SEC threatens to sue Coinbase over lending product


The US Securities and Exchange Commission has warned that it will sue Coinbase if it launches a new digital asset lending product and also issued subpoenas to the cryptocurrency trading platform to provide it with more information, according to executives.

Paul Grewal, Coinbase’s chief legal officer, said in a blog post that the company, which in April became the first major US cryptocurrency exchange to list publicly, had received a Wells notice from the regulator saying it would pursue legal action if Coinbase introduced a yield product called Lend.

Lend is designed to allow users to earn interest on certain digital assets on the platform.

Grewal said the SEC had told Coinbase earlier this year that it considered the Lend product a security “but wouldn’t say why or how they’d reached that conclusion.”

Coinbase announced the product in June and opened a waiting list to interested users, prompting the SEC to open a formal investigation into the exchange and issue it with subpoenas, he added.

“Despite Coinbase keeping Lend off the market and providing detailed information, the SEC still won’t explain why they see a problem,” Grewal said. “Rather, they have now told us that if we launch Lend they intend to sue.”

Brian Armstrong, Coinbase’s chief executive, took to Twitter to attack the SEC, arguing that its actions constituted “sketchy behavior.”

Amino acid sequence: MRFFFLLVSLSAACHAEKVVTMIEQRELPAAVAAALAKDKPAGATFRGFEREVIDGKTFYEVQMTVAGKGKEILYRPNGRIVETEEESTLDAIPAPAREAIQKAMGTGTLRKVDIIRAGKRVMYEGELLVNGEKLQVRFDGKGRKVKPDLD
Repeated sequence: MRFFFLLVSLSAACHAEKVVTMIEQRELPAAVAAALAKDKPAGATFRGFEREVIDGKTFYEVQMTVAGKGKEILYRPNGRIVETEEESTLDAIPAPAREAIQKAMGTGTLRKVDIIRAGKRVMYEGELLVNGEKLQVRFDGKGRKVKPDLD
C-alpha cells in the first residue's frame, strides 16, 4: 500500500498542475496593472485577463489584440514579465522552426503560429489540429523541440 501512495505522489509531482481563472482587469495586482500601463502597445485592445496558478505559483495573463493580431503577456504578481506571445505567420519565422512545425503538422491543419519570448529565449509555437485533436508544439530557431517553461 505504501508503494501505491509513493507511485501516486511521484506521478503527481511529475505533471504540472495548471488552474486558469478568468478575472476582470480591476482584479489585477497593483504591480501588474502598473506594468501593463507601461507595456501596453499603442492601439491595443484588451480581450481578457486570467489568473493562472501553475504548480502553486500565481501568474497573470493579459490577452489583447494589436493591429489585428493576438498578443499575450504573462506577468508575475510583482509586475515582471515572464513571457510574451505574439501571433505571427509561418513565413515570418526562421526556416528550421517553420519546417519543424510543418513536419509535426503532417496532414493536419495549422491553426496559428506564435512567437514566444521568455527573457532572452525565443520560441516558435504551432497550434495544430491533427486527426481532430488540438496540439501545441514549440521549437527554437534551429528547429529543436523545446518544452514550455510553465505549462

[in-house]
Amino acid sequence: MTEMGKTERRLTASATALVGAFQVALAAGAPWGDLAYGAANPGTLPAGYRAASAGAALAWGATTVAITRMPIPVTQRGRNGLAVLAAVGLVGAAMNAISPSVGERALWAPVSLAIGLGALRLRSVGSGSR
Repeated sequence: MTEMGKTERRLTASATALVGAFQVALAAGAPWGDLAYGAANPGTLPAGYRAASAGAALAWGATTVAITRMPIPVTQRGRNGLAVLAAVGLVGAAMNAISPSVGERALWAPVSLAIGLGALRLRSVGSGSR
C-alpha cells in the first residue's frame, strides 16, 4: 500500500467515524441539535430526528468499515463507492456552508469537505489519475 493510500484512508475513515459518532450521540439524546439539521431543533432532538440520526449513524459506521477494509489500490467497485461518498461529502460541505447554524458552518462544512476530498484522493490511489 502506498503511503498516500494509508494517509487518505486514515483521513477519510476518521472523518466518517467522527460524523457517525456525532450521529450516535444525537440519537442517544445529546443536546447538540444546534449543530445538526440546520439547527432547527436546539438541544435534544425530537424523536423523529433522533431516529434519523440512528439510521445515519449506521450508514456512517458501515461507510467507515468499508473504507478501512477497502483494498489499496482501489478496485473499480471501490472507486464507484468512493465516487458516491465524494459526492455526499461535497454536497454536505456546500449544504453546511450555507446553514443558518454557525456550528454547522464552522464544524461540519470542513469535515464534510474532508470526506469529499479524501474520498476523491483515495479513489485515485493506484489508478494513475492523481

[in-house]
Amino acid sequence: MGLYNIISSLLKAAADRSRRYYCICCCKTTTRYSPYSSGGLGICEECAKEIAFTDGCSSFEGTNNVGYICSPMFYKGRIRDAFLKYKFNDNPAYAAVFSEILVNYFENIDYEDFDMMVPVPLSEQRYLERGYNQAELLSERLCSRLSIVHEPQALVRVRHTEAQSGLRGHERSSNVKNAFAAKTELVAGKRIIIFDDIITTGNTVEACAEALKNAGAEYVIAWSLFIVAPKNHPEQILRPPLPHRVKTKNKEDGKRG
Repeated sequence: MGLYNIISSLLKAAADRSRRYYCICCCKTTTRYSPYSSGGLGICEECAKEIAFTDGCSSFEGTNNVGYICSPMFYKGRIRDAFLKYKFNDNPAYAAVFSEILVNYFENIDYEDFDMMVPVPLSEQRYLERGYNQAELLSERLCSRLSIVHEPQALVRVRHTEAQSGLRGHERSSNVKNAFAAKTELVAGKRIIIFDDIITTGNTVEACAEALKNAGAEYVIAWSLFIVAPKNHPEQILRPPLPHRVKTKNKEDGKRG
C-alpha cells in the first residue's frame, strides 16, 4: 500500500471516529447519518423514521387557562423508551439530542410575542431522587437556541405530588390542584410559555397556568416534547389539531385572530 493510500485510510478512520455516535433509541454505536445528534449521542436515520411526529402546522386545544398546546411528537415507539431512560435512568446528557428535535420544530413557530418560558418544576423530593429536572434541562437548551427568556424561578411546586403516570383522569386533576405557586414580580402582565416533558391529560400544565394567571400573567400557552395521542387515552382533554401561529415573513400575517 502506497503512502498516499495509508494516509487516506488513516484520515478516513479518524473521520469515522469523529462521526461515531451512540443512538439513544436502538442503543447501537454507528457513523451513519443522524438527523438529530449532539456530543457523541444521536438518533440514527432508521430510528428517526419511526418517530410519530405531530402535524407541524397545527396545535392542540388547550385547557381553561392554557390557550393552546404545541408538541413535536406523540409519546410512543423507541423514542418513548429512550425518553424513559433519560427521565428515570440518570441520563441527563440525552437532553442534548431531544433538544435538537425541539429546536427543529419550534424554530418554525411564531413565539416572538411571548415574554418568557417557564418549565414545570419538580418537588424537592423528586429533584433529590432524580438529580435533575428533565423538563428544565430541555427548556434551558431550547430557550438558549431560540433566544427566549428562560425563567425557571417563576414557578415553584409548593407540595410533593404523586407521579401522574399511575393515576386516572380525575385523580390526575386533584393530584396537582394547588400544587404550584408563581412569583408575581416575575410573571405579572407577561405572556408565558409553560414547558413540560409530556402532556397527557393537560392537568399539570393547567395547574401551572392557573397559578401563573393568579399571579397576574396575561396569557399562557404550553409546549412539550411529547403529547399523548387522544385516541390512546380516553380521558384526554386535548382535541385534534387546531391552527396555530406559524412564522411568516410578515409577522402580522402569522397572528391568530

“They are refusing to offer any opinion in writing to the industry on what should be allowed and why, and instead are engaging in intimidation tactics behind closed doors,” he wrote. “Whatever their theory is here, it feels like a reach/land grab vs other regulators.”

Coinbase has long cast itself as a cautious, regulation-friendly exchange in the freewheeling world of cryptocurrencies—but joins an increasing number of crypto companies in complaining that the SEC is reticent on giving clear guidance on how its rules should be applied in the nascent space.

A number of platforms have started offering to pay interest to cryptocurrency holders if they lend or “stake” their balances, but the mechanisms for returning interest are often complex, and there is little regulatory oversight and no protection for investors if they face losses.

Authorities in Washington have been rushing to formulate rules for cryptocurrencies generally. SEC Chair Gary Gensler has warned that many cryptocurrency trading platforms host trading in unregistered securities that should be complying with the agency’s rules. He has also called for the SEC to have the explicit authority to monitor crypto exchanges, citing the need for investor protection.

Earlier this summer, state agencies in Texas, New Jersey, and Alabama initiated a crackdown on BlockFi, which offers interest-bearing crypto accounts, alleging that it amounted to an unregistered offering of securities. BlockFi denies the claims.

Grewal, too, argued that Lend did not constitute a security because it was “not an investment contract or a note.”

He added that the company would not be launching the product—which would initially offer a 4 percent annual percentage yield for holders of its stablecoin, the USD Coin—until “at least October.”

There were falls in the prices of a wide range of cryptocurrencies on Wednesday, with bitcoin and ethereum both down more than 12 percent by 7 am London time. Coinbase said the market overall was down almost 14 percent over the past 24 hours.

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